The three services are staffed by volunteers; there is no compulsory service system, and Bangladesh has a large pool of applicants from which to select. Moreover, the country's high rate of unemployment has always made relatively secure positions in the military attractive career options. In the late 1980s, approximately 15.4 million of the 25.7 million Bangladeshi males between the ages of 15 and 49 were fit for military service. Drawing from a male population with a literacy rate of 39 percent, however, the armed forces suffered severe shortages of technically skilled manpower. The shortage was particularly acute for the navy and air force because of their need for skilled maintenance personnel. Low educational requirements for enlisted ranks imposed additional handicaps. Recruits often lacked basic skills such as reading, driving, and using a telephone — skills that had to be taught as part of basic training. [Source: James Heitzman and Robert Worden, Library of Congress, 1989 *]

As in most aspects of professional life in Bangladesh, women played a marginal role in the armed forces. Women, however, had been instrumental in the nine-month liberation struggle against Pakistan. Although some female partisans were trained in weapons handling and participated in Mukti Bahini ambushes, their primary role was to support guerrilla operations by transporting food and weapons and acting as informers behind Pakistani lines. Following independence, Bangladeshi women receded into the background. Except for a small number of nurses and physicians in all three services and some army switchboard operators, woman were excluded from the regular armed forces. Bangladesh's paramilitary and police forces did recruit some women, primarily for the purpose of searching and processing female criminal suspects. Women in Bangladesh nonetheless have limited opportunities, as their roles are circumscribed by Islamic and South Asian customs, which tend to limit a woman's station in life to raising children, maintaining the home, and performing agricultural or handicraft labor.*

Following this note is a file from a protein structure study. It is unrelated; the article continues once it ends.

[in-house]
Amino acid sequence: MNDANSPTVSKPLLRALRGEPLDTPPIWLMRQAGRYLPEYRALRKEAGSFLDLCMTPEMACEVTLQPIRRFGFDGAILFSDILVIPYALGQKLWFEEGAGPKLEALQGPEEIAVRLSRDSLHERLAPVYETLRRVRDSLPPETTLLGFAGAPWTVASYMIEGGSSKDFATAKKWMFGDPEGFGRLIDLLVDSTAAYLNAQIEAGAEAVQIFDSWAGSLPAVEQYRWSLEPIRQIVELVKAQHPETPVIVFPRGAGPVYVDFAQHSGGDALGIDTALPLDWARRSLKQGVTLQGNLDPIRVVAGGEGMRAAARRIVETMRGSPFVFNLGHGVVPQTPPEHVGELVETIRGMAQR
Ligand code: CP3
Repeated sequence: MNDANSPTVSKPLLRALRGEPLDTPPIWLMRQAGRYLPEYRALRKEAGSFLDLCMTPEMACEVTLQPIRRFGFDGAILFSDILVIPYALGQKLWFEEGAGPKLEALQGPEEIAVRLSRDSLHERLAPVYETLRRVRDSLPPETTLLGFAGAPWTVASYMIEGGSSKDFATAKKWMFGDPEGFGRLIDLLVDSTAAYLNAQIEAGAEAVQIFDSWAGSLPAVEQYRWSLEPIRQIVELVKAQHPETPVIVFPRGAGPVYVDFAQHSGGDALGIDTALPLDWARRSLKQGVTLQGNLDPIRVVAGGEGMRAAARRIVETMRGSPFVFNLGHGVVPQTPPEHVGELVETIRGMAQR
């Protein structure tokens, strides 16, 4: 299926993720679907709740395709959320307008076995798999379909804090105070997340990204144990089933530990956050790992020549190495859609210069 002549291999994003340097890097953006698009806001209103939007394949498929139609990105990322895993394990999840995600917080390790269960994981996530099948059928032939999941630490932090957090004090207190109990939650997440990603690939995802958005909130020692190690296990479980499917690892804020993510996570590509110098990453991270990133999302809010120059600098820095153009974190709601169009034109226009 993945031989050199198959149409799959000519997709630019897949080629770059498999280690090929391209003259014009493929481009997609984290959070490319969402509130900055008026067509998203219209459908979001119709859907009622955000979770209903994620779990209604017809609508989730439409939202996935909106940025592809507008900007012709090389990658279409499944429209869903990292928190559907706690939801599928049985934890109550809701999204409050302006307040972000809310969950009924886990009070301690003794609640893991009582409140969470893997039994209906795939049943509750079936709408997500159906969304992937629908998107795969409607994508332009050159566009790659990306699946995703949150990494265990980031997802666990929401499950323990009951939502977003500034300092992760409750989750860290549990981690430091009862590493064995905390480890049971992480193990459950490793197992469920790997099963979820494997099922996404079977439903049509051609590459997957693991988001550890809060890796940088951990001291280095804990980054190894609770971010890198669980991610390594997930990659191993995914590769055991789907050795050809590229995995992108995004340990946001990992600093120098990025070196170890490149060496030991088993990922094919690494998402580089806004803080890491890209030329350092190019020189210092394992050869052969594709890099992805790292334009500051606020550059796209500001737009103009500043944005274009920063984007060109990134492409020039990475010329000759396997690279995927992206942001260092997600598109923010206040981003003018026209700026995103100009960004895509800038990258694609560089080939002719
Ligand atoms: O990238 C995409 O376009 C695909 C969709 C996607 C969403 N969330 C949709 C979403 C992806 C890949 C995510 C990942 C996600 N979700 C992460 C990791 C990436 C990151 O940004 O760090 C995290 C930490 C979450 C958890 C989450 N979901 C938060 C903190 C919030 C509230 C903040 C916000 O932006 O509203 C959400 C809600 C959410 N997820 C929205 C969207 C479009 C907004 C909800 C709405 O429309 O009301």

Domestic Roles of the Bangladesh Military

According to “Countries and Their Cultures”: “The military has played an active role in the development of the political structure and climate of the country since its inception and has been a source of structure during crises. It has been involved in two coups since 1971. The only real conflict the army has encountered was sporadic fighting with the Shakti Bahini in the Chittagong Hill Tracts from the mid-1970s until 1998, after which an accord between the government and those tribal groups was produced. [Source:“Countries and Their Cultures”, The Gale Group Inc., 2001]